Nine new reactors began commercial operation in 2018 and early 2019. Today 53 reactors are under construction, with many more planned. Demand is growing. This growth is largely occurring in Asia and the Middle East, however it is being partially offset by early reactor retirements, plans for reduced reliance on nuclear, or phase-out policies in some regions.

Currently Under Construction

  China Asia Africa &
Middle East
India Russia Americas Eastern Europe Europe
Source: Cameco estimate
Number of Reactors 11 10 7 7 7 4 4 3

China, the fastest growing nuclear energy market in the world, added seven new reactors to its electricity grid. It now has 45 reactors in operation, with 11 under construction with a target of 120 gigawatts by 2030. While there have been some delays in its new build approvals, in 2018, it hit some important milestones; successfully connected the world’s first new generation of reactors, the EPR and AP1000 reactors, to its electricity grid. China's aggressive reactor construction plan also seeks to build 30 additional reactors, outside of China, over the next decade.

India is also a good news story. The Indian government announced that by 2025 nine reactors under construction would be completed. In addition, it indicated another 12 reactors have received administrative and financial approval, with a target start-up of 2031.

In the Middle East, United Arab Emirates have four reactors under construction. In addition, a number of other countries, such as Belarus, Bangladesh, Turkey and Saudi Arabia continue with their nuclear energy construction programs and plans.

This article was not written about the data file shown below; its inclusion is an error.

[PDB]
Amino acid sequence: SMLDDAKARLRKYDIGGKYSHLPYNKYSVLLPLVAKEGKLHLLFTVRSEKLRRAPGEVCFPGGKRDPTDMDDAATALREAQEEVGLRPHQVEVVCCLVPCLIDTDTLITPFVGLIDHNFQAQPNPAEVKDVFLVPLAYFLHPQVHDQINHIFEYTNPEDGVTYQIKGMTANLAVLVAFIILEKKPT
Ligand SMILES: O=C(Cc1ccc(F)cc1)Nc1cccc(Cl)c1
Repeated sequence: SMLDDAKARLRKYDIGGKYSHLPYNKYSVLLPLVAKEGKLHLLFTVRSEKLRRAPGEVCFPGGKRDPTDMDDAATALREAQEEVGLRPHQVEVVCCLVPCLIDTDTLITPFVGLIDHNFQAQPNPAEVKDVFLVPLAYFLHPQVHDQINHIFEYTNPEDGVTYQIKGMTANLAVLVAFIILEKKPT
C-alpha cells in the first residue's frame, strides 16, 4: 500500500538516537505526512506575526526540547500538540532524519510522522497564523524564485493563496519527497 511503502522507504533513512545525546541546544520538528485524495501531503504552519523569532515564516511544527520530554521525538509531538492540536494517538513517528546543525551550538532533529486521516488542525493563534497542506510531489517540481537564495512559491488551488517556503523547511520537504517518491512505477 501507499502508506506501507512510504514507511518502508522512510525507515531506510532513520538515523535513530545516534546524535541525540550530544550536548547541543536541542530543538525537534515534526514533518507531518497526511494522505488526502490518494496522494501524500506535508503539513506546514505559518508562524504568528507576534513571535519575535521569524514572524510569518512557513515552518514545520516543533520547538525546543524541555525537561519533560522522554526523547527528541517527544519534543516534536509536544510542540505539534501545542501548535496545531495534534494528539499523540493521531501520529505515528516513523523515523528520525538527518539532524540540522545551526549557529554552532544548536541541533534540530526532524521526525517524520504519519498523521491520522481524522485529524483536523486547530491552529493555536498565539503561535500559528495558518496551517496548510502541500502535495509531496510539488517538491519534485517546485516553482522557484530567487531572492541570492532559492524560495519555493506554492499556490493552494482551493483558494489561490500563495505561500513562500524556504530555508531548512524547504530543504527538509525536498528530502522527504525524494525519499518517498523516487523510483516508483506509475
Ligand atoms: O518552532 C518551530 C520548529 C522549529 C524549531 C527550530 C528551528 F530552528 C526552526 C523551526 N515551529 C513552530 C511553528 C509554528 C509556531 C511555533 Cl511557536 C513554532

Supply-Demand: Putting it Together

Like other commodities, the uranium industry is cyclical. After years of low investment in supply, as has been the case so far this decade, security of supply becomes increasingly important, and utilities re-enter the long-term market to ensure they have the reliable supply of uranium they need to run their reactors.

In our industry, customers do not come to the market right before they need to load uranium into their reactors. To operate a reactor that could run for more than 60 years, natural uranium and the downstream services have to be purchased years in advance, allowing time for a number of processing steps before it arrives at the power plant as a finished fuel bundle.

UxC estimates that cumulative uncovered requirements are about 1.9 billion pounds to the end of 2035. With increased demand coming on in the form of restarts and new reactors, and supply becoming less certain as a result of curtailments, lack of investment, and market access and trade policy issues, we’re continuing to expect a market shift. We do not believe the pounds available in the spot market will be enough to satisfy the growing backlog of long-term demand.

As a result, we expect there will be increased pressure for a return to long-term contracting on acceptable terms.

Until that time, we will continue to take the actions we believe are necessary to position the company for long-term success. Therefore, we will undertake contracting activity which aligns with the uncertain timing of a market recovery and is intended to ensure we have adequate protection under our contract portfolio, while maintaining exposure to the rewards that come from having uncommitted, low-cost supply to deliver into a strengthening market.

Caution about Forward-Looking Information